On 4/20/15 8:29 AM, Mark Baker wrote:
> On Fri, Apr 17, 2015 at 5:30 PM, Karen Coyle <[log in to unmask]> wrote:
>> Sometimes the 240 is the title of a collection ("Collection works"
>> "Selections") but more often it's a chosen title for a work whose title
>> varies. In a large number of cases this links the title of a translation to
>> an original title. I'm not nearly as good at finding examples as those who
>> catalog will be, but here are a few examples, included the 245 so it makes
>> more sense:
>> 240 10 |a Zauberberg. |l English
>> 245 14 |a The magic mountain : |b a novel / |c Thomas Mann ;
>> translated from the German by John E. Woods.
>> 240 10 |a Hamlet. |l Italian
>> 245 10 |a Amleto, |c principe di Danimarca.
>> 240 10 |a Hamlet
>> 245 14 |a The tragedie of Hamlet, Prince of Denmarke : |b folio
>> rawshakespeare edition / |c William Shakespeare ... [et al.].
>> 240 10 |a Harry Potter and the philosopher's stone
>> 245 10 |a Harry Potter and the sorcerer's stone / |c by J.K. Rowling
>> ; illustrations by Mary GrandPré.
> Thanks, that's very interesting. I have no background (or future!) in
> cataloguing, but what you see in marcpatterns.py is the current state
> of a still very active iterative process by cataloguers. A quick look
> through some of the public library data we've received shows (to my
> untrained eyes) an approximate split between alternate/superior titles
> and collection names so it would appear that some further tweaking may
> be required. I'll pass that on to the team. Thanks again.
Public libraries are probably the lesser users of uniform titles, for a
variety of reasons. Decisions about UTs for public libraries will not
translate into decisions about UTs for research libraries. Also, music
is its own special case. There's not a single answer based on MARC,
there are multiple answers based on the users of MARC.
>> It's hard to read code because each line of code is just ... a line of code,
>> and you don't know from that line of code what the intention of the entire
>> program is.
> marcpatterns isn't "code" in the usual sense of the word. Think of it
> as a document containing declarative rules in a domain specific
> micro-language for mapping between MARC records and BIBFRAME
> resources. It was purpose-designed to be usable by "moderately
> tech-savvy librarians", and we use it that way internally; I don't
> touch it, except to make changes to the micro-language itself.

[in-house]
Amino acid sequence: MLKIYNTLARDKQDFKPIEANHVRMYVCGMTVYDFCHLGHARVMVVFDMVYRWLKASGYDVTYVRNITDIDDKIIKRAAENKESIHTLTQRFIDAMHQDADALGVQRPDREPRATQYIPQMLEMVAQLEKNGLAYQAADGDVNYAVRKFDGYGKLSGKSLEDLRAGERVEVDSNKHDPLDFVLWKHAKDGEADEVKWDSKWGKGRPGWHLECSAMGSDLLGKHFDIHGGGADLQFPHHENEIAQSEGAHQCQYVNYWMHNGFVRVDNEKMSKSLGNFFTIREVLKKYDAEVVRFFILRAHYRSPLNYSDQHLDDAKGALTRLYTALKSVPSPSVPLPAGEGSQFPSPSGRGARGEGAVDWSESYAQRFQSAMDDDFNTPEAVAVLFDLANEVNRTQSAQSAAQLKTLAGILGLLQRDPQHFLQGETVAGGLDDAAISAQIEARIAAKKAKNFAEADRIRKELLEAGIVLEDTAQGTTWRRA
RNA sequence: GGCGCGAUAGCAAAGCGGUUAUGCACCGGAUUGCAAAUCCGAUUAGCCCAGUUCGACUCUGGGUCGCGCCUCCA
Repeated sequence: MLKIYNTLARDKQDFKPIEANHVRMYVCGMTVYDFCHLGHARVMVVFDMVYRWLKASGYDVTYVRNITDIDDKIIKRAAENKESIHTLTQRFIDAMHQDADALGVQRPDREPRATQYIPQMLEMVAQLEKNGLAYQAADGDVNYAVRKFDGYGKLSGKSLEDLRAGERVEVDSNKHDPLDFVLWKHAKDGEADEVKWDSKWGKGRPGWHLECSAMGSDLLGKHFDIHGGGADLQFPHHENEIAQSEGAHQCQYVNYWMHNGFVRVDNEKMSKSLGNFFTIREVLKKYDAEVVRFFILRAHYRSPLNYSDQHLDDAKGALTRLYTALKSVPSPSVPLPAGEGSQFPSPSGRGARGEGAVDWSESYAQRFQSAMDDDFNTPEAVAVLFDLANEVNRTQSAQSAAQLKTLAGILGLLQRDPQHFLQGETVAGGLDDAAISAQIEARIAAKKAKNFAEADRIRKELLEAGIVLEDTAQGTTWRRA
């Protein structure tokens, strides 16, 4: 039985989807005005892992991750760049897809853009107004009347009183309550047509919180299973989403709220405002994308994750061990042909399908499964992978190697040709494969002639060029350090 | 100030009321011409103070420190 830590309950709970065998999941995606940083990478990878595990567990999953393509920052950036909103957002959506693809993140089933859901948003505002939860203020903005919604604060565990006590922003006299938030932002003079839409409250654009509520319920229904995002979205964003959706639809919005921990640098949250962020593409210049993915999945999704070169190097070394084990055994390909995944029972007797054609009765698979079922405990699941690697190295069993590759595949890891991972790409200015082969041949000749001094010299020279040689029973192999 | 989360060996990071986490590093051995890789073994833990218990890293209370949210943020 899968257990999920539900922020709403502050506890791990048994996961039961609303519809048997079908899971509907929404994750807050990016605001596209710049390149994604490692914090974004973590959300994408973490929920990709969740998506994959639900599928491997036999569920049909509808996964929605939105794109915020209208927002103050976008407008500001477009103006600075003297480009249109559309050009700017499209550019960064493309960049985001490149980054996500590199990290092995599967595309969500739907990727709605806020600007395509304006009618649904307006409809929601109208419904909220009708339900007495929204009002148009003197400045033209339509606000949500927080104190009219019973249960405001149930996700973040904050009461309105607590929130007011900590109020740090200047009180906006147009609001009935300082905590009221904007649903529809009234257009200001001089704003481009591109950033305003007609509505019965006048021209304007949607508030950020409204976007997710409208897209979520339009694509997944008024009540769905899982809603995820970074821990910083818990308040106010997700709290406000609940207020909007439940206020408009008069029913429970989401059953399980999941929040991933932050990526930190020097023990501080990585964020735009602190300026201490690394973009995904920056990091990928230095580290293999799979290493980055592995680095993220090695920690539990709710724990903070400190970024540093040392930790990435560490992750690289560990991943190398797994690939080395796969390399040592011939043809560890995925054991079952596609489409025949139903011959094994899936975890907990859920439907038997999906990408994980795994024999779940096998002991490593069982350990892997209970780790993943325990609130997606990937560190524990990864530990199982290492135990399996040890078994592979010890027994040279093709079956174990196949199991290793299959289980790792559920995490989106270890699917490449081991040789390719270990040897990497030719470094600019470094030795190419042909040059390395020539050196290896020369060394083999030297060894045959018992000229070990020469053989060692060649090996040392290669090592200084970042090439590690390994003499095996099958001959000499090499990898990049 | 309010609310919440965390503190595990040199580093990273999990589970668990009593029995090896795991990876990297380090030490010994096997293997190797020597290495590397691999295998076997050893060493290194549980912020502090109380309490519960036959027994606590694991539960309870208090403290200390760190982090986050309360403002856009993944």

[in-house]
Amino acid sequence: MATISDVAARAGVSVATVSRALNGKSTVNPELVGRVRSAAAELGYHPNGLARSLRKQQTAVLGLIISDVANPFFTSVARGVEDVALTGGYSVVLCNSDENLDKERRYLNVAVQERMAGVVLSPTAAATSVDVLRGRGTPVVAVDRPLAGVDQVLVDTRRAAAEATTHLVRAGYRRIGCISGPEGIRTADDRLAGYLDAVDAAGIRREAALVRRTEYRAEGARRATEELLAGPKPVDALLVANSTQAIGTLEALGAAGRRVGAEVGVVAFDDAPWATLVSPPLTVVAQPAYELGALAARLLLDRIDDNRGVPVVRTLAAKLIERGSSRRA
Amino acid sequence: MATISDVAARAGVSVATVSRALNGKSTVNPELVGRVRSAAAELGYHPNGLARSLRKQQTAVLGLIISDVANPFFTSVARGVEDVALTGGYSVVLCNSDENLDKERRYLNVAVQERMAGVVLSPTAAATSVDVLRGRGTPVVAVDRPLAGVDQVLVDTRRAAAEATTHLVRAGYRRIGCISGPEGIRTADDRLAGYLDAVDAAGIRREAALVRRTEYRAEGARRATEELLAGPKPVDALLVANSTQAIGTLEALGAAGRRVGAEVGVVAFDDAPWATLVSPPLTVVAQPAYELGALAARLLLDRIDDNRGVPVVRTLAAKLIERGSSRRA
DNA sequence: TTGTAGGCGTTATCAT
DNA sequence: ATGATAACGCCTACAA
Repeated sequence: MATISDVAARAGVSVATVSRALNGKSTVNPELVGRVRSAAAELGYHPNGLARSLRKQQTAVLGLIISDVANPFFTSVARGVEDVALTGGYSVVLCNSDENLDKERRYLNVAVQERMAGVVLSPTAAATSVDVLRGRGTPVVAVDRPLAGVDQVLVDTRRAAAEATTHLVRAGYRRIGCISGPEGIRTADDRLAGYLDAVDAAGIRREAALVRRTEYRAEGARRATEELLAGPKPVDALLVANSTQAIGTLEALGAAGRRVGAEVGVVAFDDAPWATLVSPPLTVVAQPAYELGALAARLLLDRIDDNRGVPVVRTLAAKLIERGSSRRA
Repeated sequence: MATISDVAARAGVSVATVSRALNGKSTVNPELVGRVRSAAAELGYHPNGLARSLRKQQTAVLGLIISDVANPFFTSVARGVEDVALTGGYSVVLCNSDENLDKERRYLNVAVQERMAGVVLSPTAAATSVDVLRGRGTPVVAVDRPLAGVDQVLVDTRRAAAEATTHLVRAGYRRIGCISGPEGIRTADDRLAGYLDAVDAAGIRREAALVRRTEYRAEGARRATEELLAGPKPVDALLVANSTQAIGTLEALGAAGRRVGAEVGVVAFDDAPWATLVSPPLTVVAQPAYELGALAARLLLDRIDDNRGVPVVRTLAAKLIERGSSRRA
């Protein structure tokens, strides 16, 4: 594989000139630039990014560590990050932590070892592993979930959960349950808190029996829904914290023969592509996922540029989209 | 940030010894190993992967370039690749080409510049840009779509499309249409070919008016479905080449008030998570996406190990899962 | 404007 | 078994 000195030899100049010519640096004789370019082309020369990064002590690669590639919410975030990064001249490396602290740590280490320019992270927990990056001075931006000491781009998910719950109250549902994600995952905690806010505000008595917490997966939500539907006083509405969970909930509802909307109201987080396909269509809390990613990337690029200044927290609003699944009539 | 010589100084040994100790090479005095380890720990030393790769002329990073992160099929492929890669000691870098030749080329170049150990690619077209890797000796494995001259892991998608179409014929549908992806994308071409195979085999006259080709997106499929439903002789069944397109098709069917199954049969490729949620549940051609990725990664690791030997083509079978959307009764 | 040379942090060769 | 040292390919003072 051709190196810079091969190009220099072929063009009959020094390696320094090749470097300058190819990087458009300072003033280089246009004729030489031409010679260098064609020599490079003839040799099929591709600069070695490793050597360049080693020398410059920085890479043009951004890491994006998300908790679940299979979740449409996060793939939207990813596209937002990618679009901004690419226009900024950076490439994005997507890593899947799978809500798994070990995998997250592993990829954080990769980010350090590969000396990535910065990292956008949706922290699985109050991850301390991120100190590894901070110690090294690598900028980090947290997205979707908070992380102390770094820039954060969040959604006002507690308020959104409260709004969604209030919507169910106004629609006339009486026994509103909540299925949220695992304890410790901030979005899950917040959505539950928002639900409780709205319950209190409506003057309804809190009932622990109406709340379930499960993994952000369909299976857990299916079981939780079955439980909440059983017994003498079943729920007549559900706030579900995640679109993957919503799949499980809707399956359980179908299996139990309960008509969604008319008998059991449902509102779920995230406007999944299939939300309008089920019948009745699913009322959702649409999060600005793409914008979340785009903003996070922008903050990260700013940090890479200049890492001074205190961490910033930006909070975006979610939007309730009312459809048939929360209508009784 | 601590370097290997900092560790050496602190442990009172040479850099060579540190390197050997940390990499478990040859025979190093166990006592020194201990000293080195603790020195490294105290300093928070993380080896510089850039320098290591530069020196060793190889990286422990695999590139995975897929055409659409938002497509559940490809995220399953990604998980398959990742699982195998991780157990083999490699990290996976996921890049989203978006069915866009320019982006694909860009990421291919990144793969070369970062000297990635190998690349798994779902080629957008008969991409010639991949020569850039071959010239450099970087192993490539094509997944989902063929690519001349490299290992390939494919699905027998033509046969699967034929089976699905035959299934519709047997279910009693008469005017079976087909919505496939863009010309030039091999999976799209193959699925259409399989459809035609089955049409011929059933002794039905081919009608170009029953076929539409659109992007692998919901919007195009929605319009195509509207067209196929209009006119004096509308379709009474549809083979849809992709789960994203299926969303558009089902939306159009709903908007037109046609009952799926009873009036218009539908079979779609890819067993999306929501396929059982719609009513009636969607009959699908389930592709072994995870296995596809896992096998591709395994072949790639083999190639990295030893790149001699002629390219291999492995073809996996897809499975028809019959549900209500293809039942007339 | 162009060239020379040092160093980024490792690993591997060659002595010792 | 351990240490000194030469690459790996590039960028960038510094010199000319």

> Instead, our in-house SMEs do all of the work. Some of the cataloguers
> who've gone through our training have also written rules in that
OK, now I have to get on my high horse. In my 40-some years of
developing and working on library systems I've both created and coded
more tables that I could count. And I can definitely say that tables are
not documentation in the sense that I mean documentation. And they ARE
code - coded values to be used by programs. A table does not explain
what your philosophy is, what you are aiming at, what cataloging rules
you are attempting to emulate, whether you are following the letter of
FRBR (the text in the final report) or the code of FRBR (FRBRer) or
AACR2 or RDA or something you made up.
What I find, and many others find, frustrating about BIBFRAME is
precisely this lack of a thoughtful discussion on the philosophical
basis for decisions. I don't mind the work/instance split, but I'd like
to know how it was decided and what functionality it was developed for.
This question about work titles is (and was intended as) the tip of the
iceberg. The true iceberg is all of the meaning that is hidden in MARC
records and that is hard to tease out because that data format also is
code, and a mess of a bunch of code at that. A subfield like 240 $a has
at least a handful of different semantics, but it's there because all of
those different data perform a particular function (collocation in a
linear, alphabetically organized catalog), not because they mean the
same thing as FRBR work. If whatever we are moving to after MARC just
carries forward that semantic mess, we will have made no progress. So
unless BIBFRAME is based on a sophisticated analysis of the semantics of
catalog data, it's gonna be pretty much useless.
Here I'd give a </rant> but in fact, it never ends.
> Hopefully the documentation at the top of that file will help in
> understanding the rules and the language. We feel that marcpatterns
> offers an enormous amount of value.
>> Perhaps something else is done with the 240 in some other lines
>> of code, in some other module.
> Except for linking (880, $6), marcpatterns contains all of
> pybibframe's resource-oriented transformation rules, though you have
> the option of adding your own via a configuration file. Another module
> handles the static mapping of the 006/007/008 fixed length control
> fields to BIBFRAME properties, but those aren't nearly as interesting
> as marcpatterns :)
> BTW, if it wasn't clear, I'm with Zepheira. I was unable to subscribe
> to this list using my work email address.
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